Yellow Belt is a relatively new level, not yet widely accepted. A three- to five-day quick overview gives participants a basic understanding of the Six Sigma methodology, including DMAIC and simple statistical methods. It is often done on-site, given the large number of employees who can participate. Many organizations have gone directly to Green Belt training for all those working on projects. Other approaches may include one-day overviews delivered on-site for upward of $585 per person, followed by Green Belt training.
Green Belt is the role of project participant. Training is typically two weeks, separated by about a month so that the learner can participate in a Six Sigma project. Training consists of the application of DMAIC, project planning, process analysis and statistical analysis. Certification as a Green Belt requires work on a project with a reasonable bottom-line improvement, e.g., $75,000 as quoted by one training supplier. A typical program could cost $5,000 if accessed though open enrollment, not including travel and accommodations. This training is more often done on-site to accrue substantial savings per participant. Some organizations have used successful Green Belts as project leaders.
Black Belt plays the role of project leader and sometimes as coach for a number of projects. Considered the key change agent, the Black Belt must be technically oriented, a master of the advanced tools and a project leader. Training is delivered over four weeks separated so that the learner can lead a Six Sigma project. Training consists of advanced statistical methods, project leadership and advanced Six Sigma methods. Certification as a Black Belt requires leading a project with a higher bottom-line improvement, possibly $150,000. A typical program could cost upward of $0,000 if done as an open enrollment, often the preferred training since an organization would need only about one Black Belt per 50 employees.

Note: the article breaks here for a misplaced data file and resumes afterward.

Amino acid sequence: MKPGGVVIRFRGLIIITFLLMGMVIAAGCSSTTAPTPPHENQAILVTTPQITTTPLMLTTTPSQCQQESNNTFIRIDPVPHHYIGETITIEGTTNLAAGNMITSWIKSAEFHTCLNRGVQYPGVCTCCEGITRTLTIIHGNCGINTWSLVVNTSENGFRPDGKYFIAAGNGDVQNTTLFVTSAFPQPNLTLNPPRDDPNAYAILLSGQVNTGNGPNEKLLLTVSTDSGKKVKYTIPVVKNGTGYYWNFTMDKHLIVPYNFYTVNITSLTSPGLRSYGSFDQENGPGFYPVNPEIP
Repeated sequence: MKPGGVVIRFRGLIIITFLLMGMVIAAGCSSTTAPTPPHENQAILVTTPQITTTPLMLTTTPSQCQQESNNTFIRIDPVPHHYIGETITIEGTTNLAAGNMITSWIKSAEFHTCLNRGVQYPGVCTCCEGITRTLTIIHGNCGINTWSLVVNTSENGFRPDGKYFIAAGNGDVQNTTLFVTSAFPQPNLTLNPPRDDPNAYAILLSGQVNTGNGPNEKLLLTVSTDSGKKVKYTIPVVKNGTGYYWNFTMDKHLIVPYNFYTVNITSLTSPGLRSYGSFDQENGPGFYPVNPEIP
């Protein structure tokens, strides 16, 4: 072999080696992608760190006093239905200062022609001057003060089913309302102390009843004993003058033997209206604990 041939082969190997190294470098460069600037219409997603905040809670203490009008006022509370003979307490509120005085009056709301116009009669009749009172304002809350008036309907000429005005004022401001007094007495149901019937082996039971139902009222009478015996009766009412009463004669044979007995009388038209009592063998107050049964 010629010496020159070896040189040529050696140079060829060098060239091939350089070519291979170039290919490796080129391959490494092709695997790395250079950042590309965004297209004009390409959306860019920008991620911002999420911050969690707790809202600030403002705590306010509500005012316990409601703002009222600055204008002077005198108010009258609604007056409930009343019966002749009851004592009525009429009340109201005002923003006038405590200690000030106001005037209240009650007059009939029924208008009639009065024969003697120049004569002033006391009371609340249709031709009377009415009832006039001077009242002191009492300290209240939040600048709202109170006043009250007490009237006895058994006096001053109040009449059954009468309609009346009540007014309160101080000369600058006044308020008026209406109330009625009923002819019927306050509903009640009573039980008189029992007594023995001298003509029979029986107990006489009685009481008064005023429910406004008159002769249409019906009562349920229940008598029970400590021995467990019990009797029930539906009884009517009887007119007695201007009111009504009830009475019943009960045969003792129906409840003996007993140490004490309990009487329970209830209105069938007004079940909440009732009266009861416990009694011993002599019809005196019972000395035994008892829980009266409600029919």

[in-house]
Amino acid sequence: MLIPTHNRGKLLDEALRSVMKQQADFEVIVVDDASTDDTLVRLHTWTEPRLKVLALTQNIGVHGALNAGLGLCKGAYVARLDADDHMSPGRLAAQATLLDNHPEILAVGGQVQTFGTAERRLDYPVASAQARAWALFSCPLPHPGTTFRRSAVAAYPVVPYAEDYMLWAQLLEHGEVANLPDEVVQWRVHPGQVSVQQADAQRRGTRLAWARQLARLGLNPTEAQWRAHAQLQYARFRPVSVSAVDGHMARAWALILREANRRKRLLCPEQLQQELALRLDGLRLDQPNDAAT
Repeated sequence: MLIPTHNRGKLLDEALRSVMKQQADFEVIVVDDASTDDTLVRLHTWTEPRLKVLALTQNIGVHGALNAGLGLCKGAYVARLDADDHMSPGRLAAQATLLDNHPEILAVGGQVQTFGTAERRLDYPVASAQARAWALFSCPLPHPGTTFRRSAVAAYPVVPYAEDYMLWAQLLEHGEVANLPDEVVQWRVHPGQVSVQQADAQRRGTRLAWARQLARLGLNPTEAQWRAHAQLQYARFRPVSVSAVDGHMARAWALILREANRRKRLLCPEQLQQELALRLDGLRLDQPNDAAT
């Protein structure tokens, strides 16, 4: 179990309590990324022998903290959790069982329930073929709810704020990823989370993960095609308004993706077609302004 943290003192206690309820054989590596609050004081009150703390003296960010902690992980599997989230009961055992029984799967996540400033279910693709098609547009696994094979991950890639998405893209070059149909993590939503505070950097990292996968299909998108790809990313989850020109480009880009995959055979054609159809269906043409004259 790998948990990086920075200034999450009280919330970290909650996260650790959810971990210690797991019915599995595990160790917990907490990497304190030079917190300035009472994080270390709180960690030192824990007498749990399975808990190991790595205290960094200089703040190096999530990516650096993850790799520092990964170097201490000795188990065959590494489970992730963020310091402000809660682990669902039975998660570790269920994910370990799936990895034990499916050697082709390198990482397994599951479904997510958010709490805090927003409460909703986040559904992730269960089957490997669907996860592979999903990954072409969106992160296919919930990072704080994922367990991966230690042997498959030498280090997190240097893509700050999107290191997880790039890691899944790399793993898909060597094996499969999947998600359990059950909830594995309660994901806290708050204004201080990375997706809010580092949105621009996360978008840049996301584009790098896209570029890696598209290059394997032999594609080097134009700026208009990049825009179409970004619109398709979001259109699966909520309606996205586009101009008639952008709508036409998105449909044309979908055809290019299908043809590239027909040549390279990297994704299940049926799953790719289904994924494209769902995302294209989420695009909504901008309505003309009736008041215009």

Master Black Belt has the role of senior leader, manager of Black Belts, internal consultant and in-house trainer. Training lasts four weeks at minimum, often more depending on additional content. The weeks are separated so that the learner can lead a Six Sigma project. Training consists of advanced statistical methods, project leadership, Six Sigma methods, training capabilities and leadership and communication skills. Certification as a Master Black Belt requires work on three successful projects as a Black Belt. A typical program could cost more than $40,000. Open enrollment is the preferred delivery since an organization would only need one per major business site or unit.